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Most research on mortality differentials by sex in India focuses on disparities among children under 5 years of age. This paper assesses the changing age and cause patterns of mortality by sex in India and selected States using survey data and including mortality trends over the life span. Since the 1970s, the gap between female and male mortality in India has increased to females’ advantage. This occurred despite persisting higher female mortality below age 5, a disadvantage masked by the large gap favoring women at adult and older ages. This paper finds that the life expectancy gap between females and males in the second half of the 1990s can be attributed mainly to non-communicable diseases and external causes of death. While more developed States (primarily in the South) showed higher female longevity already in the 1970s, the States that lagged behind displayed similar mortality levels for females and males up until the turn of the century. The paper recommends strengthening policies towards ending the discrimination of girls as well as targeted policies encouraging a healthy lifestyle for adults, particularly men.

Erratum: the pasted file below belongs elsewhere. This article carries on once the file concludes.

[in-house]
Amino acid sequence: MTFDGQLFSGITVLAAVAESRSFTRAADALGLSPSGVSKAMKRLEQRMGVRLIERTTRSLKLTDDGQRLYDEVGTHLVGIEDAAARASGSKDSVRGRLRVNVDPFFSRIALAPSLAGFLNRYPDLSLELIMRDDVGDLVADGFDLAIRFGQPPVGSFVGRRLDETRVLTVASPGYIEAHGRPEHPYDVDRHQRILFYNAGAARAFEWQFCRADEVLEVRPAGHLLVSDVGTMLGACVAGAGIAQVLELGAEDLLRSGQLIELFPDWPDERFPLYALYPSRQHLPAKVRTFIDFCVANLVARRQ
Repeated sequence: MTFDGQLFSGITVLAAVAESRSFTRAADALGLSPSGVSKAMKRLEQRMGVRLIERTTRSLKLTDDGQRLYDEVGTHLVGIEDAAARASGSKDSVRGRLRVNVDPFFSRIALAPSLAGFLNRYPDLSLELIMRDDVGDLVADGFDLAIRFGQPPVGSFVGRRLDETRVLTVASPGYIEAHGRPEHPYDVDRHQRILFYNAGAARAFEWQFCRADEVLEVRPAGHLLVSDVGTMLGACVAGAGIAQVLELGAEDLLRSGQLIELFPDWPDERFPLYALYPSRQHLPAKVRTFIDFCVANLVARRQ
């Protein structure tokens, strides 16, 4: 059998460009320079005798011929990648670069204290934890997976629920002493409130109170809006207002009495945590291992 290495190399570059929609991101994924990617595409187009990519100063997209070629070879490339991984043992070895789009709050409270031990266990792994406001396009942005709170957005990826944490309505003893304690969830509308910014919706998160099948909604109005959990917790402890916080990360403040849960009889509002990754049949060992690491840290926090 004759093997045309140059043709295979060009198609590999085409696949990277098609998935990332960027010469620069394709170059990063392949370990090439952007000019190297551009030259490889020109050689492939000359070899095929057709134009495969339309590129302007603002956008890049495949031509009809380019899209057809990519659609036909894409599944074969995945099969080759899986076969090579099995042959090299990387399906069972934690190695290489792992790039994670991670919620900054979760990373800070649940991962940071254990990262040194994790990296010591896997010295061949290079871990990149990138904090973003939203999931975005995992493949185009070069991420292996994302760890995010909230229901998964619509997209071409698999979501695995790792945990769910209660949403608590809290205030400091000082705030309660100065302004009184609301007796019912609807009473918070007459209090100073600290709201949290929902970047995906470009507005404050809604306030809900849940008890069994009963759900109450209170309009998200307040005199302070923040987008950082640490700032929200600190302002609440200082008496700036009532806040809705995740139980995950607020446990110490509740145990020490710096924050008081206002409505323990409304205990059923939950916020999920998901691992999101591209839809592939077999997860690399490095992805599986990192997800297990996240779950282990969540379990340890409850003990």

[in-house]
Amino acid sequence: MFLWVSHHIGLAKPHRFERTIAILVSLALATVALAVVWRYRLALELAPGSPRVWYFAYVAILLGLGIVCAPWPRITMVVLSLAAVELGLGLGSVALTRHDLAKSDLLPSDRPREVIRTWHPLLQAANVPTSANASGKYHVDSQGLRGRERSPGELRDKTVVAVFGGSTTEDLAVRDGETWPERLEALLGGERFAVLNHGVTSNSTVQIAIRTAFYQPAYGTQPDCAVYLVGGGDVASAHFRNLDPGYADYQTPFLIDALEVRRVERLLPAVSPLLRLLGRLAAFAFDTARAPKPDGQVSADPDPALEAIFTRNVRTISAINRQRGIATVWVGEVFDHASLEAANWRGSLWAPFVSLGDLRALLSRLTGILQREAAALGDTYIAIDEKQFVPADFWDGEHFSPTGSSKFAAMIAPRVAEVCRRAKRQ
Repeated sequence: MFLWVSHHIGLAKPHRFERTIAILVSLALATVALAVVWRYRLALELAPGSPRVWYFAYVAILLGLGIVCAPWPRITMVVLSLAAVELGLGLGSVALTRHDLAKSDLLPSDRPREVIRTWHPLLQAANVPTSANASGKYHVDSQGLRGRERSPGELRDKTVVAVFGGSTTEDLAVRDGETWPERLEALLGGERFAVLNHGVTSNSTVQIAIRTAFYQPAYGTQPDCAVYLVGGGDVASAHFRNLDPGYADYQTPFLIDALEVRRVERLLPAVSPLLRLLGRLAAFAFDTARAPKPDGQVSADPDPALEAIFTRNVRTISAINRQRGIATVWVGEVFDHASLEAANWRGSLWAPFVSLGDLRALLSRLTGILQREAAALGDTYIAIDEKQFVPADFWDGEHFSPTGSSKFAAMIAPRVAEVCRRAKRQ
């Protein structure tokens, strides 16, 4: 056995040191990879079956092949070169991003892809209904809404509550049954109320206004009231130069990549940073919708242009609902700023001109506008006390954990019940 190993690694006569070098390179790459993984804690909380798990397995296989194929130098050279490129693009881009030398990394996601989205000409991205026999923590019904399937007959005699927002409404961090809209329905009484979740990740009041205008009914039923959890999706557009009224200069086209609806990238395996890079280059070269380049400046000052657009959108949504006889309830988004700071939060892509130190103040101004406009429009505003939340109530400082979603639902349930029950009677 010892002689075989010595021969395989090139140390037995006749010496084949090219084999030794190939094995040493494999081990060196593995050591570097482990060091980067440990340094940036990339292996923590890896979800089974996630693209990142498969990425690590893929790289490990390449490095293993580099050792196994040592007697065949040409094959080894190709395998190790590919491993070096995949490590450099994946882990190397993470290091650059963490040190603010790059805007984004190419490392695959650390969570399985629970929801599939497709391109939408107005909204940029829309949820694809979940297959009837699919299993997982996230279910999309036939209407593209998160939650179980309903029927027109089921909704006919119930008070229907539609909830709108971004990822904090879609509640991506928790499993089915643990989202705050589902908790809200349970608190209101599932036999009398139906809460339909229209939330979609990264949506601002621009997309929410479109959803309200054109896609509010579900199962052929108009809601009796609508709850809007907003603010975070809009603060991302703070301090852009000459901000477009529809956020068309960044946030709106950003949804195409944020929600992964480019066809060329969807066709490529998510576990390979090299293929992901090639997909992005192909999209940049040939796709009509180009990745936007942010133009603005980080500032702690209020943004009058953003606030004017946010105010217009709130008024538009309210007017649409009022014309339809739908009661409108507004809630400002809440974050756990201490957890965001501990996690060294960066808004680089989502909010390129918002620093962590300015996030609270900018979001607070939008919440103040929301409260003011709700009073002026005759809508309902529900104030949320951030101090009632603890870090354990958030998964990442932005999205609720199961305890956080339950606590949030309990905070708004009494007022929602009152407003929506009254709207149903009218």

Published since 1986 by the United Nations Economic and Social Commission for Asia and the Pacific (ESCAP), the Asia-Pacific Population Journal (APPJ) brings out high-quality, evidence-based and forward-looking articles on a wide range of population and development issues in Asia and the Pacific.

This issue of the Asia-Pacific Population Journal contains the following articles:

The contribution of age-specific mortality towards male and female life expectancy differentials in India and selected States, 1970-2013. By Vladimir Canudas-Romo, Nandita Saikia and Nadia Diamond-Smith

Demography of a Small Island Nation: Findings from the 2011 Census of Population and Housing of the Republic of Marshall Islands. By Bhakta Gubhaju, Arthur Jorari and Gerald Haberkorn

Scenarios of population change in the coastal Ganges Brahmaputra Delta (2011-2051). By Sylvia Szabo, Dilruba Begum, Sate Ahmad, Zoe Matthews and Peter Kim Streatfield

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